Asian American communities remember those killed in metro Atlanta spas three years ago

People pay theirs respects at a memorial in honor of the victims of the shootings in Atlanta, during a candle vigil. A man already sentenced to life in prison after pleading guilty to fatally shooting four people at a massage business outside Atlanta pleaded not guilty to shooting four others on the same day at two spas inside the city.

Damian Dovarganes / AP Photo

Three years ago, a white man killed 8 people, including 6 Asian women, in a shooting spree across metro Atlanta. He’s serving a life sentence in Cherokee County, and his death penalty trial drags through Fulton County courts.

This year, as Atlanta remembers those killed, Asian American leaders are calling for community resilience.

“This is close and painful and deeply personal,” said Rep. Michelle Au at the state Capitol this week in one of several events remembering the victims of the March 16 shooting. Au is the chair of Georgia’s Asian American Pacific Islander caucus in the legislature. 

“From that tragedy came more.”

She’s talking about the rise of awareness of racism and attacks against Asian people fueled by political rhetoric around the COVID-19 pandemic. The killings happened at a time of increasing violence against AAPI communities that continued to increase in the year after the Atlanta killings.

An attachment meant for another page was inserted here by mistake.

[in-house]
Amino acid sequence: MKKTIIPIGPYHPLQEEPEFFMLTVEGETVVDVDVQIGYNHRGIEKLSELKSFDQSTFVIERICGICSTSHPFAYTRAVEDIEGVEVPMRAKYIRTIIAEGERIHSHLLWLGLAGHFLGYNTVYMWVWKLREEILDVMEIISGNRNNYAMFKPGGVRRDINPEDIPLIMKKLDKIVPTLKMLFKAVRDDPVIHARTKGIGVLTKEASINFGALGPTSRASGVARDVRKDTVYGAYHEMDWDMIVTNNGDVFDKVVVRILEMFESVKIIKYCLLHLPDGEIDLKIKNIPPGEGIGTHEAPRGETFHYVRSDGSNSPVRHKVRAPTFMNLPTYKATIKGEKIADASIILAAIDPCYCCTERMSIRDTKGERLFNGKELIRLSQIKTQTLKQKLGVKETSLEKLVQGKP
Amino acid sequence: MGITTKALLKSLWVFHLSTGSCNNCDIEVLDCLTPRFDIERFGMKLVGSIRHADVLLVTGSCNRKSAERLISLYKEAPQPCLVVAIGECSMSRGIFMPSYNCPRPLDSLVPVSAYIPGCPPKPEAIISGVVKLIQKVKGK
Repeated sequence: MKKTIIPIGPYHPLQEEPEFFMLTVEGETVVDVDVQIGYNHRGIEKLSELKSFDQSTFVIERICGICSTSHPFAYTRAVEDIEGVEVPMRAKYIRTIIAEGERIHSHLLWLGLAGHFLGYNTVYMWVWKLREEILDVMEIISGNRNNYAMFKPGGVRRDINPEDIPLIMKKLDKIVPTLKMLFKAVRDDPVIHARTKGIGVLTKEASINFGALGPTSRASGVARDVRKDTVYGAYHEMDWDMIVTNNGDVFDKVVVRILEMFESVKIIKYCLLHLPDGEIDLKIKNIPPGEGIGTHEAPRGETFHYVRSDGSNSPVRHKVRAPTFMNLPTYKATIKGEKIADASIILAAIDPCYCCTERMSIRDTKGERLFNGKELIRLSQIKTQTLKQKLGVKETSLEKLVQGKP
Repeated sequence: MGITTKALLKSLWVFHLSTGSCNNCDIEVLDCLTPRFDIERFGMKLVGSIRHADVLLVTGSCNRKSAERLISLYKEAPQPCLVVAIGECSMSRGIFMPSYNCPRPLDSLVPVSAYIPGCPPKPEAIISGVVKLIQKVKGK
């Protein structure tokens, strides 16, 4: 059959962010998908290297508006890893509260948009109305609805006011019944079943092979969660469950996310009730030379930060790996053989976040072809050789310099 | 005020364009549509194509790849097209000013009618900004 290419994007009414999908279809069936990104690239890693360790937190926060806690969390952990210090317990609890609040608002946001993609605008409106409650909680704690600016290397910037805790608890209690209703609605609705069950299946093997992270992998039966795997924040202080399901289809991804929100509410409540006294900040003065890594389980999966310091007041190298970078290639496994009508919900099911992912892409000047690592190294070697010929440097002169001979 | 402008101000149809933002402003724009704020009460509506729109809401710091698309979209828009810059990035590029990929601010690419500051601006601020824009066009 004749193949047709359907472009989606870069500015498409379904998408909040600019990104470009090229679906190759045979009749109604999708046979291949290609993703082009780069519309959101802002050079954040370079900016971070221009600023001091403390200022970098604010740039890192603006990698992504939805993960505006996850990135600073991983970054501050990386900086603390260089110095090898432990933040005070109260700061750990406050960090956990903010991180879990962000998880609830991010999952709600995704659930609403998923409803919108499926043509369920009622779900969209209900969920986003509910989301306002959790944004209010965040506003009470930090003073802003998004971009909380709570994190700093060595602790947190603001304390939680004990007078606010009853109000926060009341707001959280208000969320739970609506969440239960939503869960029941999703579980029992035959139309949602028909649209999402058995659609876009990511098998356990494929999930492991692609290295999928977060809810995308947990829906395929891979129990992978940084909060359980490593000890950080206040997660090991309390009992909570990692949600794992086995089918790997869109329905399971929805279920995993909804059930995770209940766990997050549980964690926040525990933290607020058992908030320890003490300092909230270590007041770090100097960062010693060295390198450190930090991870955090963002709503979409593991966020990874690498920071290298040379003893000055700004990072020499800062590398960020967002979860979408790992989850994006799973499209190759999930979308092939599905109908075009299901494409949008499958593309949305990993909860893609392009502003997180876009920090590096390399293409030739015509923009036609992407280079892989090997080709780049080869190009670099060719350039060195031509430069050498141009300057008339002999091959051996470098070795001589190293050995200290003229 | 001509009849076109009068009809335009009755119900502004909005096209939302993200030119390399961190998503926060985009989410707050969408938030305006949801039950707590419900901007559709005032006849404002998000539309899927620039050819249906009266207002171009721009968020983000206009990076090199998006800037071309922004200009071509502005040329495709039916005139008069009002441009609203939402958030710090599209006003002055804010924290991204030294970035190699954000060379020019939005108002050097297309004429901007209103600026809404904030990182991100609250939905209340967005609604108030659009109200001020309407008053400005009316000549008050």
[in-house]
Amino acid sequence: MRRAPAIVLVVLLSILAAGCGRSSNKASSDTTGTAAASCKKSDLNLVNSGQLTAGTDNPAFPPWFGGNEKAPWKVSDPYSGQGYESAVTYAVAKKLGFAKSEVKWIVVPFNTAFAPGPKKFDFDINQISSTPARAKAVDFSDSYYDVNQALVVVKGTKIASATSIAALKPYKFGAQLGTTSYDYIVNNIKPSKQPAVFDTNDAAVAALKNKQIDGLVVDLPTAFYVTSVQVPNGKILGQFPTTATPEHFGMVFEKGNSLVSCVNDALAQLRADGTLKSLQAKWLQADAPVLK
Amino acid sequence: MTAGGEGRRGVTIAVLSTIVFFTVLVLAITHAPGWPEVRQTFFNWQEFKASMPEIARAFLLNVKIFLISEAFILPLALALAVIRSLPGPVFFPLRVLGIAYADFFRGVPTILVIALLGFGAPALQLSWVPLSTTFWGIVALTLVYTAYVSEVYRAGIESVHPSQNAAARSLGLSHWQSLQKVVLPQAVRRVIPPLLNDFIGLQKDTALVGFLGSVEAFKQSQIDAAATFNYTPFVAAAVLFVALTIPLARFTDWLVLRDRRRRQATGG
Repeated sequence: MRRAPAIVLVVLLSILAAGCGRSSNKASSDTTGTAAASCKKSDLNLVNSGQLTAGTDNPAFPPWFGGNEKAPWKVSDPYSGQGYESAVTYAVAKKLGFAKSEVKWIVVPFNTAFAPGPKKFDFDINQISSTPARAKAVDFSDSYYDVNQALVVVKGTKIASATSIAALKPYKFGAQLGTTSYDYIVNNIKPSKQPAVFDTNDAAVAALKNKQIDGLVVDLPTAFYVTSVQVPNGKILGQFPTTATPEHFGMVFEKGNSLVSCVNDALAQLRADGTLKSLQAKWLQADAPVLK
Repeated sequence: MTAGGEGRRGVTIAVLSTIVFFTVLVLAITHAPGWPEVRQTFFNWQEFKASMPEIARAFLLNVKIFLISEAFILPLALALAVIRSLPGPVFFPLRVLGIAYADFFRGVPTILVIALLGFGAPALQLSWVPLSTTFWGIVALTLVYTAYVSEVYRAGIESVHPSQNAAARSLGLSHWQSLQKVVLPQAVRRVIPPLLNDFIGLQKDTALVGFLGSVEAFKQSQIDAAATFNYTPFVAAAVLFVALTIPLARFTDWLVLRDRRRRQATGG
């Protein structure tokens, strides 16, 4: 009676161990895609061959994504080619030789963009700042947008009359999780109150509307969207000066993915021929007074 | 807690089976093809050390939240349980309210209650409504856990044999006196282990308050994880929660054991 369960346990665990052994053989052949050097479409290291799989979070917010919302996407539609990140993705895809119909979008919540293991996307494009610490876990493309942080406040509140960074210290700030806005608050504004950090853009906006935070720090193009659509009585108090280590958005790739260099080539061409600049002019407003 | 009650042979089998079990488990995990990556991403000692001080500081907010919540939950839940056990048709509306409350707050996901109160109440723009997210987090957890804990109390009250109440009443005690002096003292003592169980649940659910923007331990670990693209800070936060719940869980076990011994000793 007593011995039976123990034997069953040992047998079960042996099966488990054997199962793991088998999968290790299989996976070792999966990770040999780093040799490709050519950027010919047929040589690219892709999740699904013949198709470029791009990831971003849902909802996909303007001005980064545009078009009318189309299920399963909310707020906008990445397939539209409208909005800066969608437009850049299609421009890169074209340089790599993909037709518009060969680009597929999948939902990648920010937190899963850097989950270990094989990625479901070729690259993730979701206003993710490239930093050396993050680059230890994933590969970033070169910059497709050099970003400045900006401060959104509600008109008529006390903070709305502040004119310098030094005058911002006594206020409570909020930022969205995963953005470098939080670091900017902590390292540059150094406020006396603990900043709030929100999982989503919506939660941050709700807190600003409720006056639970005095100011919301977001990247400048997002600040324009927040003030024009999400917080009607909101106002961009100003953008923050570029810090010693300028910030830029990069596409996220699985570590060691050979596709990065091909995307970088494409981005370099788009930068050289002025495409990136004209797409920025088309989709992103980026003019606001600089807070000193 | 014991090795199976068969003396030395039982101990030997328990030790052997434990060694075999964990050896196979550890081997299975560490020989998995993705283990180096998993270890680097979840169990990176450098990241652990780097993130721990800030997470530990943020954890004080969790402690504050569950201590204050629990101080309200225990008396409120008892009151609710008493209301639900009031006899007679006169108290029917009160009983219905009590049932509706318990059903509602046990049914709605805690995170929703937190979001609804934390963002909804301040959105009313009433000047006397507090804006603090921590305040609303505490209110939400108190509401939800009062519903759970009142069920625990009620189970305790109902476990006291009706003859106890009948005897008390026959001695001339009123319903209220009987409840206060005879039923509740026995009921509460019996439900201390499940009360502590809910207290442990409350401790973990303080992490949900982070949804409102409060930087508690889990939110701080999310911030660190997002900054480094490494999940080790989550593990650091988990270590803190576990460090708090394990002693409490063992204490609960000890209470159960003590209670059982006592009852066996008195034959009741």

But since then, AAPI communities have shown resilience by making their presence known. 

Georgia elected the most AAPI representatives in the history of the state, and the AAPI caucus was formed with one of the highest numbers of AAPI legislators in the country. 

Moms in Atlanta developed curriculums teaching about Asian Americans in history that fit into state educational standards. Lunar New Year celebrations have grown and spread around the region.

And AAPI communities are turning inward to make sure mental health is prioritized while facing the threat of racist violence. Asian Americans Advancing Justice hosted a panel at the start of the week to open conversation around mental health in AAPI communities.

“I think it’s a topic that, often as Asians and Asian Americans, that we haven’t been modeled by our elders to talk about, how we carry traumas and griefs,” said artist Gyun Hur. She grew up in Georgia after moving to the state from South Korea as a young teen. 

Hur expressed how important the community has been in processing grief. 

“Communities and friends really helped me over the years,” she said. “I couldn’t go to my parents and talk to them…because I knew that they were working so hard.” 

Hur and those at the panel worked together to finish a blown-glass art installation at the AAAJ-Atlanta office as part of the remembrance.

The Atlanta Justice Movement will hold a vigil Saturday at the Korean Community Center in Norcross at 5 p.m.